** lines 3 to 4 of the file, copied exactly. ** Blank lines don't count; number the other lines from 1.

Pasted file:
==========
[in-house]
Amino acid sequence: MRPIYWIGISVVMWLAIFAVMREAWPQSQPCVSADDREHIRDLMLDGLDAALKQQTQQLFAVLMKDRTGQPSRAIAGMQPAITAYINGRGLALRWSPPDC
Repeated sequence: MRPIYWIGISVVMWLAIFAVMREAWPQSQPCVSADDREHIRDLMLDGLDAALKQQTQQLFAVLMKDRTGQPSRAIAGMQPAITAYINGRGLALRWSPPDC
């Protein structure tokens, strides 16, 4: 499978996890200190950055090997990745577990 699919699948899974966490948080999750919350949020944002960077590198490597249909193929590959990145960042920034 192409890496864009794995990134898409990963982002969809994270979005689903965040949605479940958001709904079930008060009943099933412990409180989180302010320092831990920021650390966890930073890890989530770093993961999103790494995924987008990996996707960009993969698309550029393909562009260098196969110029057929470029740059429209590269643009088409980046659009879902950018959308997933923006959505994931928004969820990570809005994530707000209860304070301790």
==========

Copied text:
Repeated sequence: MRPIYWIGISVVMWLAIFAVMREAWPQSQPCVSADDREHIRDLMLDGLDAALKQQTQQLFAVLMKDRTGQPSRAIAGMQPAITAYINGRGLALRWSPPDC
């Protein structure tokens, strides 16, 4: 499978996890200190950055090997990745577990 699919699948899974966490948080999750919350949020944002960077590198490597249909193929590959990145960042920034 192409890496864009794995990134898409990963982002969809994270979005689903965040949605479940958001709904079930008060009943099933412990409180989180302010320092831990920021650390966890930073890890989530770093993961999103790494995924987008990996996707960009993969698309550029393909562009260098196969110029057929470029740059429209590269643009088409980046659009879902950018959308997933923006959505994931928004969820990570809005994530707000209860304070301790």